Here’s a look at other COVID-19 related news throughout the state.
Two more deaths reported
The state Department of Health has reported the deaths of two Oahu residents from COVID-19, bringing the state’s total death count from the disease to 14.
Both victims were men more than 65 years old who had underlying health issues, according to the DOH. One victim had traveled to Las Vegas in March; the other contracted the disease through community-associated spread.
“(My wife) Dawn and I join all of Hawaii in expressing our sincere condolences to the family and friends of these men,” said Gov. David Ige in a statement. “While the death rate from coronavirus in Hawaii is among the lowest in the nation, the tragic passing of these men today emphasizes the need for social distancing, staying home when sick, washing hands and other measures to protect everyone and prevent serious illness, hospitalizations and deaths.”
Five new cases reported Friday bring the statewide COVID-19 count to 601. Statewide, 455 have been released from isolation.
One new case was reported on Hawaii Island Friday, bringing the Big Island’s total to 69. According to the DOH, 40 have been released from isolation.
State pays $68M in unemployment benefits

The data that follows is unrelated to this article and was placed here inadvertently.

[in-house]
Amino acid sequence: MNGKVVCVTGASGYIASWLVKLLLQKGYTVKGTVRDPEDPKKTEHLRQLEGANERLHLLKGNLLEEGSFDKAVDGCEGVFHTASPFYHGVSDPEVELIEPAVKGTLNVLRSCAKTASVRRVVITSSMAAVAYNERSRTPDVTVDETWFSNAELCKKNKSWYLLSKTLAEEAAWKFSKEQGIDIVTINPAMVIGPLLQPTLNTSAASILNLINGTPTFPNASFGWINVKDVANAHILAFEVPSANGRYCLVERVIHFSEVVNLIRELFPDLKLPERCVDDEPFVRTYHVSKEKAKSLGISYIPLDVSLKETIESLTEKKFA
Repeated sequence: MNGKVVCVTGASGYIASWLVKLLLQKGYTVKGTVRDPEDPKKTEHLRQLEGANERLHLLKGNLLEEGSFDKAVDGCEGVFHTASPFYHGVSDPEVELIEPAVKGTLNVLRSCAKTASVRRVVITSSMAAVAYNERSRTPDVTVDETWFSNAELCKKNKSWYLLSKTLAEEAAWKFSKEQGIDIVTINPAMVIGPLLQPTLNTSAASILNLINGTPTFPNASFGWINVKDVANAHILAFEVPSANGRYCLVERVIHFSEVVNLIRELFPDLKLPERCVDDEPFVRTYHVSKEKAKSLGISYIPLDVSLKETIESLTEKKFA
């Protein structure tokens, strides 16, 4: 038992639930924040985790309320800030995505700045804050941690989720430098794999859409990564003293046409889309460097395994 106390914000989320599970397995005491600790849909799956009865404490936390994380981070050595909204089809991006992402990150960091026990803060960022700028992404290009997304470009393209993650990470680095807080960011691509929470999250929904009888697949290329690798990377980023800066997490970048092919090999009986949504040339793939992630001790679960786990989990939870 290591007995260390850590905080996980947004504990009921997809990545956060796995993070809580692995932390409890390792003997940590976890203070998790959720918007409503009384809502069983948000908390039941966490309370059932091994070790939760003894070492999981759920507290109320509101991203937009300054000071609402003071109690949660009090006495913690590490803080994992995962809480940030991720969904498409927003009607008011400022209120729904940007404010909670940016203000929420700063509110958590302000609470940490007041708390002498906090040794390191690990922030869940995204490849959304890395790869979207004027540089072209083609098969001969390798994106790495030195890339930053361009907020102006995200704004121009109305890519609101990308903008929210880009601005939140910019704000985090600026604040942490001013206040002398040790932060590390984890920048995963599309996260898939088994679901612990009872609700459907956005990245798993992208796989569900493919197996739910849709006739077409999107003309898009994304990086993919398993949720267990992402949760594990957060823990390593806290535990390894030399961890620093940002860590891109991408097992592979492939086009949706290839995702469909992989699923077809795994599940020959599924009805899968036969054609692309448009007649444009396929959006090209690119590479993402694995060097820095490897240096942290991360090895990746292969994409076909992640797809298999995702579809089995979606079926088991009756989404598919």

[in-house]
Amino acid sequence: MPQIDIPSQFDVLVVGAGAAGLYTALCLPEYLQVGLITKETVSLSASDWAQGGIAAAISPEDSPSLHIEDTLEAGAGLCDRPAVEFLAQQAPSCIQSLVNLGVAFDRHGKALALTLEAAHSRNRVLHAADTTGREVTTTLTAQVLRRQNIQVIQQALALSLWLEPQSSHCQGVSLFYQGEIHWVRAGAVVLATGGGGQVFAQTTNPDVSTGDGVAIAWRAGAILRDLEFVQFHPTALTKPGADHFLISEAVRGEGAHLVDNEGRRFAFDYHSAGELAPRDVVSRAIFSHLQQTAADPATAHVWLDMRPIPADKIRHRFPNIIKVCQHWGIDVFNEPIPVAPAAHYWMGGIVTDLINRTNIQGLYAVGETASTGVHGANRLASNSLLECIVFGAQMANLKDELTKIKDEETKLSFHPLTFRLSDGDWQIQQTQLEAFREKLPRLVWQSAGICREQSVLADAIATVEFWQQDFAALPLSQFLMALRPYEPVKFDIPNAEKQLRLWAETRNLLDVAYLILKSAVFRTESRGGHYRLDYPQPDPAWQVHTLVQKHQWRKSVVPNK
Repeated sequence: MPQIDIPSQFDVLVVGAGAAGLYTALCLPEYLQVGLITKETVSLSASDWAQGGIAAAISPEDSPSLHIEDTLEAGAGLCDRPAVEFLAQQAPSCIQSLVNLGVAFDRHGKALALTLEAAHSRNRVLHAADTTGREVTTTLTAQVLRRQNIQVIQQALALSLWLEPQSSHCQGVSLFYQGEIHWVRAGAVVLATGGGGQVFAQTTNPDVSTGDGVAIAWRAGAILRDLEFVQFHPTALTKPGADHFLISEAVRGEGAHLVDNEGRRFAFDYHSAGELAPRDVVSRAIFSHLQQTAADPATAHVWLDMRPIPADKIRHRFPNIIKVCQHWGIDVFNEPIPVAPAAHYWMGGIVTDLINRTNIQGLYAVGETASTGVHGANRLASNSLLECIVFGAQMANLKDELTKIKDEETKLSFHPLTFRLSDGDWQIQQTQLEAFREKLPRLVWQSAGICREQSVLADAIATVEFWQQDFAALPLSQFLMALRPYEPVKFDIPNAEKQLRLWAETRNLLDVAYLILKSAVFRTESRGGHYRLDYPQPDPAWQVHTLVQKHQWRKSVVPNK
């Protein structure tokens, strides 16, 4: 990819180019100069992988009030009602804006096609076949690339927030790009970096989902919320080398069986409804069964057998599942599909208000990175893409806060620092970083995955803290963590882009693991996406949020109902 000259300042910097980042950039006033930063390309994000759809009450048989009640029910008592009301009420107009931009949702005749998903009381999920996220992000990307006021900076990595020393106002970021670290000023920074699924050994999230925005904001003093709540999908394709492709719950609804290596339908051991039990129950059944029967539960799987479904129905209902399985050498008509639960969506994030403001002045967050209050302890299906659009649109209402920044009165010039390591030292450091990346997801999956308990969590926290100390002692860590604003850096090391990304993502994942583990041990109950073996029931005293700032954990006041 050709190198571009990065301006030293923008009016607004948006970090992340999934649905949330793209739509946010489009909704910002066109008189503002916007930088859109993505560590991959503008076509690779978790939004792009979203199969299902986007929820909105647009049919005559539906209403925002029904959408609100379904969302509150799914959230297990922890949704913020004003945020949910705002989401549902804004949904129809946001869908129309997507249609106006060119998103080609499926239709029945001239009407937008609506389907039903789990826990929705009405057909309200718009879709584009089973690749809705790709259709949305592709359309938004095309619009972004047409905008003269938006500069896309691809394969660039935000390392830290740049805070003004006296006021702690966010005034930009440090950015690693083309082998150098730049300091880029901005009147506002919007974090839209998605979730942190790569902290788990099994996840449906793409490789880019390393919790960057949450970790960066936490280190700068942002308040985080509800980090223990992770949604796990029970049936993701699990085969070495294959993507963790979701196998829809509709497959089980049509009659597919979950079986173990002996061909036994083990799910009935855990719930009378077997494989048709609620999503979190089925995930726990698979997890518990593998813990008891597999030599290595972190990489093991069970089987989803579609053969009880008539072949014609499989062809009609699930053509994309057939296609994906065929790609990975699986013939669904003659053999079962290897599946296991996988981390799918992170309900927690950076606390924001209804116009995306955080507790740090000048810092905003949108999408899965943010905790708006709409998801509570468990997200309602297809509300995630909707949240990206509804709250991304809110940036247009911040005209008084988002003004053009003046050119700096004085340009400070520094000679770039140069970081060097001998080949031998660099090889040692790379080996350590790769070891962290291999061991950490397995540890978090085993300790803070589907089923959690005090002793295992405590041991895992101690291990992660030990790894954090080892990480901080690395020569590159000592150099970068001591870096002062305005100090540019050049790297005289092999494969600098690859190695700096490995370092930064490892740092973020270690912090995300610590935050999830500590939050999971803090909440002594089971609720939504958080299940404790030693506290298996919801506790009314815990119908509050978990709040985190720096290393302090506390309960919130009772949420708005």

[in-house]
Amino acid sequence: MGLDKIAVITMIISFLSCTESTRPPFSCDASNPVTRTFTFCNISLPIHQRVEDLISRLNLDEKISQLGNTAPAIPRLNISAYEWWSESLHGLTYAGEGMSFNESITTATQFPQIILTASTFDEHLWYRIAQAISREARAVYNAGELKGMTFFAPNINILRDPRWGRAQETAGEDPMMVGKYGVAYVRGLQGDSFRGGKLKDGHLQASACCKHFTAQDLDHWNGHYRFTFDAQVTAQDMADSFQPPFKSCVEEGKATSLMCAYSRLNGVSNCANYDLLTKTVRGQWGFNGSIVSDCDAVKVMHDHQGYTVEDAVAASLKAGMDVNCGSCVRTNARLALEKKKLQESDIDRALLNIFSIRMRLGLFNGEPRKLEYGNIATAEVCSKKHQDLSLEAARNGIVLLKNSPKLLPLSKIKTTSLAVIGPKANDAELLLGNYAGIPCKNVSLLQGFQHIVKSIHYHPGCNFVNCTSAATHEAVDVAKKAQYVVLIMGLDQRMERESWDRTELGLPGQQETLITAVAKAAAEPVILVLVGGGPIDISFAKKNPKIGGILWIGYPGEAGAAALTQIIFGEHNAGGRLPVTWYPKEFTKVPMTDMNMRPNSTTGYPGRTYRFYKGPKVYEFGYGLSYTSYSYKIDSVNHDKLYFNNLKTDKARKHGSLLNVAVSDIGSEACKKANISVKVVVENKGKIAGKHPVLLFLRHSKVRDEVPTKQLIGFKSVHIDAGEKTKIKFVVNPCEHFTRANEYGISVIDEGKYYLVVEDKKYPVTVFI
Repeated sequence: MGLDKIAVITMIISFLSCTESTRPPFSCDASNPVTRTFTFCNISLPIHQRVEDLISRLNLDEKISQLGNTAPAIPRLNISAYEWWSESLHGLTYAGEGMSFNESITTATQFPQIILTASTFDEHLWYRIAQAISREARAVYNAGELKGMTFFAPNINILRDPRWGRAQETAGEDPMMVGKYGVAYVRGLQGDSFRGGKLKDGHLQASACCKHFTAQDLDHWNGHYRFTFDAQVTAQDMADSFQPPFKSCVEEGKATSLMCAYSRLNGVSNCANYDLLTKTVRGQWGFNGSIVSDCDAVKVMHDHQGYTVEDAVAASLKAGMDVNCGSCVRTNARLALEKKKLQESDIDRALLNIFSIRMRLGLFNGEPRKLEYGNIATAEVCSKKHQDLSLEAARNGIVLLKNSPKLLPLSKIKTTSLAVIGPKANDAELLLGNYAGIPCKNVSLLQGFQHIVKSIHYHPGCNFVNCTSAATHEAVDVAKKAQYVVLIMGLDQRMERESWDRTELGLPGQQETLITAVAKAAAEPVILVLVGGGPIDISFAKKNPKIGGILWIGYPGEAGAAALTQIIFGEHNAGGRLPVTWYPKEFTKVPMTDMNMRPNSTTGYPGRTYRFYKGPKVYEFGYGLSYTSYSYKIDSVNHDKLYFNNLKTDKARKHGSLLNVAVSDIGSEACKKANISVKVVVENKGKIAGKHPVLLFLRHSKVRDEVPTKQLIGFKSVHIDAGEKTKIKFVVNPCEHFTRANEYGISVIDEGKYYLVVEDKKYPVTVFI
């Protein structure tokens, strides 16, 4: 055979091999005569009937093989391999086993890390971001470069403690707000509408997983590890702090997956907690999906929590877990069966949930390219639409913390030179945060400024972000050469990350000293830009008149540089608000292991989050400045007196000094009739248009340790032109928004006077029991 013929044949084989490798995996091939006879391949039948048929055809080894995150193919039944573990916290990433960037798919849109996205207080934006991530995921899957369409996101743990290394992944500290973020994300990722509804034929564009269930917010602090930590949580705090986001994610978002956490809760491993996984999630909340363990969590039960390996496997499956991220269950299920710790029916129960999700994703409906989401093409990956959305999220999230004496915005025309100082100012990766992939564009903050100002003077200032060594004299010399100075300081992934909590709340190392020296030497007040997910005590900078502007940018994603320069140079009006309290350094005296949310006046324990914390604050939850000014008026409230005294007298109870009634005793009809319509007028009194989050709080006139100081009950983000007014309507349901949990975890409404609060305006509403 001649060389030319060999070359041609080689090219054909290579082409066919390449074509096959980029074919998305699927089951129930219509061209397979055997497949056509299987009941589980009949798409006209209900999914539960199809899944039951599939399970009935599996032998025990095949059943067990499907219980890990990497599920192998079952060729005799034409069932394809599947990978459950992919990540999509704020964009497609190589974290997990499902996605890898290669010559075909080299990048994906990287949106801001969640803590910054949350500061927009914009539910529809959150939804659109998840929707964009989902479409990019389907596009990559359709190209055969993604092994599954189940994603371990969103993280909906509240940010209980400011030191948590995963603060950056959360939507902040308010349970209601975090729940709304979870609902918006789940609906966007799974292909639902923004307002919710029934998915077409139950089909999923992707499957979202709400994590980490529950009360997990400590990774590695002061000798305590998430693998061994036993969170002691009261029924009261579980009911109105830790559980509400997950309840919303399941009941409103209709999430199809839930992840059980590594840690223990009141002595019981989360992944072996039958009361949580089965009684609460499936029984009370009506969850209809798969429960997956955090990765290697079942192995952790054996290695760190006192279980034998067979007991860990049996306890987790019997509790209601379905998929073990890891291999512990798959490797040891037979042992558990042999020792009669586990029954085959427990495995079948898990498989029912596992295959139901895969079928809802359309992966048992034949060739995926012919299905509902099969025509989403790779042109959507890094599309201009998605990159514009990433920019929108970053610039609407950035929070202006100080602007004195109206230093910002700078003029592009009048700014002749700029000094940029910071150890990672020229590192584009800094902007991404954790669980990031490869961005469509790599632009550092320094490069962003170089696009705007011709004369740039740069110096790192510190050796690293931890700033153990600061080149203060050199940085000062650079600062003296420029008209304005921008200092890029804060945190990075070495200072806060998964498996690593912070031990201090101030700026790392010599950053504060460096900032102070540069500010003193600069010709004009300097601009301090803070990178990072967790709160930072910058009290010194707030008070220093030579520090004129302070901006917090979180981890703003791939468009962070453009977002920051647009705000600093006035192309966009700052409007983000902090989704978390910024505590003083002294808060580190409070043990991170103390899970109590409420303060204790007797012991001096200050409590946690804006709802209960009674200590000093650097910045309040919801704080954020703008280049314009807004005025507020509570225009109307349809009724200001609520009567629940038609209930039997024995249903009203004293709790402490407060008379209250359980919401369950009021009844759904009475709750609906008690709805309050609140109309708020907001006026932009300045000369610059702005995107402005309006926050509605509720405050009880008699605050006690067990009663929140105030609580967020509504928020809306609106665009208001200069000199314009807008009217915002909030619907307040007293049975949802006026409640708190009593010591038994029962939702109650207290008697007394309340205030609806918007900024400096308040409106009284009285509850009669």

Between April 17-23 the state Department of Labor and Industrial Relations distributed $68,097,470 in unemployment insurance benefits.
According to the state, $44,848,600 of that total includes the $600-a-week bonus made available by the Coronavirus Aid, Relief, and Economic Security (CARES) Act signed into law on March 27.
“The department was able to deliver a record level of benefits in a week, and for that I am tremendously grateful for our workers,” DLIR Director Scott Murakami said in a statement. “We know that there are still many in our community who are suffering and with the help of our sister departments, the Legislature, private sector partners and nonprofits, we are resolute in providing a greater level of relief as soon as possible.”
COVID-19 battle a marathon, not a sprint
State epidemiologist Sarah Park told the state Senate Special Committee on COVID-19 Friday afternoon that “we’re in for the marathon, not the sprint,” in terms of addressing the novel coronavirus in Hawaii, and a return to normalcy won’t mean “business as usual.”
To fully reopen, Park said Hawaii needs to strengthen its health care system, maintain contact tracing, and have measures in place to slow down the spread of the virus.
“We cannot keep it out, but we can slow it down,” she said. “We know how to slow it down. It’s proof that we’re living through.”
Testing in North Kohala
Premier Medical Group, with the support of Hawaii County and HOPE Services, will offer a one-day COVID-19 drive-through screening and testing clinic from 10 a.m.-2 p.m. today at Kamehameha Park in Kapa‘au, North Kohala.
This clinic is free and open to the public, but individuals must undergo a screening to determine if they meet the criteria to be tested. Clinic physicians on site will make the determination regarding testing.
The screening criteria will be based on guidance of the U.S. Centers for Disease Control and Prevention and the state’s COVID-19 Response Task Force.
People who visit the screening clinic will be asked to show photo ID and should bring their own pen, as well as any health insurance cards they have, although insurance is not required.